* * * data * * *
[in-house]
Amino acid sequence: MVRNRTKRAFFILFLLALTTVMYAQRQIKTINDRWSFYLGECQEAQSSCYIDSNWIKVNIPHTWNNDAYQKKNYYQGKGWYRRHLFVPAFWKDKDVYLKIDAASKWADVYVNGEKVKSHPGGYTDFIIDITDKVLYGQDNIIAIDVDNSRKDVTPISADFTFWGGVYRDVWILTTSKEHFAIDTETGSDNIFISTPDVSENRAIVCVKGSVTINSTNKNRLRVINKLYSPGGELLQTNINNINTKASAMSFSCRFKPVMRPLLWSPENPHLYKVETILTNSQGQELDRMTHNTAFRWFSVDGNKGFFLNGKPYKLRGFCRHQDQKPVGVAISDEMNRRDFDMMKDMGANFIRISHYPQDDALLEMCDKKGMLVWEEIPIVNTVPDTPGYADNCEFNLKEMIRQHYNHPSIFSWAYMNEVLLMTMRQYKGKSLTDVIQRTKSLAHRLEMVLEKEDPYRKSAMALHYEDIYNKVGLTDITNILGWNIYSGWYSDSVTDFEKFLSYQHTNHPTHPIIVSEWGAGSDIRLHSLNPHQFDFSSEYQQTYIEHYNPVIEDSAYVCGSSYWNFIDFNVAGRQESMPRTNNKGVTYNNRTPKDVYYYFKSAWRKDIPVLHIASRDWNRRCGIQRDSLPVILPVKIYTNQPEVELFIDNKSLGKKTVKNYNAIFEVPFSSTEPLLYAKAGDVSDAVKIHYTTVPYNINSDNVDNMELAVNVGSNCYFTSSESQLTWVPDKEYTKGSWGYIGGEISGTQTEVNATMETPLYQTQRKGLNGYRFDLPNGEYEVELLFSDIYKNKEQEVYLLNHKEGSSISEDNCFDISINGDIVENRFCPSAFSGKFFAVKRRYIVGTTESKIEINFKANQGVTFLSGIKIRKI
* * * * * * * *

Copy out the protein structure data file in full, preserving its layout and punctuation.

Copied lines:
[in-house]
Amino acid sequence: MVRNRTKRAFFILFLLALTTVMYAQRQIKTINDRWSFYLGECQEAQSSCYIDSNWIKVNIPHTWNNDAYQKKNYYQGKGWYRRHLFVPAFWKDKDVYLKIDAASKWADVYVNGEKVKSHPGGYTDFIIDITDKVLYGQDNIIAIDVDNSRKDVTPISADFTFWGGVYRDVWILTTSKEHFAIDTETGSDNIFISTPDVSENRAIVCVKGSVTINSTNKNRLRVINKLYSPGGELLQTNINNINTKASAMSFSCRFKPVMRPLLWSPENPHLYKVETILTNSQGQELDRMTHNTAFRWFSVDGNKGFFLNGKPYKLRGFCRHQDQKPVGVAISDEMNRRDFDMMKDMGANFIRISHYPQDDALLEMCDKKGMLVWEEIPIVNTVPDTPGYADNCEFNLKEMIRQHYNHPSIFSWAYMNEVLLMTMRQYKGKSLTDVIQRTKSLAHRLEMVLEKEDPYRKSAMALHYEDIYNKVGLTDITNILGWNIYSGWYSDSVTDFEKFLSYQHTNHPTHPIIVSEWGAGSDIRLHSLNPHQFDFSSEYQQTYIEHYNPVIEDSAYVCGSSYWNFIDFNVAGRQESMPRTNNKGVTYNNRTPKDVYYYFKSAWRKDIPVLHIASRDWNRRCGIQRDSLPVILPVKIYTNQPEVELFIDNKSLGKKTVKNYNAIFEVPFSSTEPLLYAKAGDVSDAVKIHYTTVPYNINSDNVDNMELAVNVGSNCYFTSSESQLTWVPDKEYTKGSWGYIGGEISGTQTEVNATMETPLYQTQRKGLNGYRFDLPNGEYEVELLFSDIYKNKEQEVYLLNHKEGSSISEDNCFDISINGDIVENRFCPSAFSGKFFAVKRRYIVGTTESKIEINFKANQGVTFLSGIKIRKI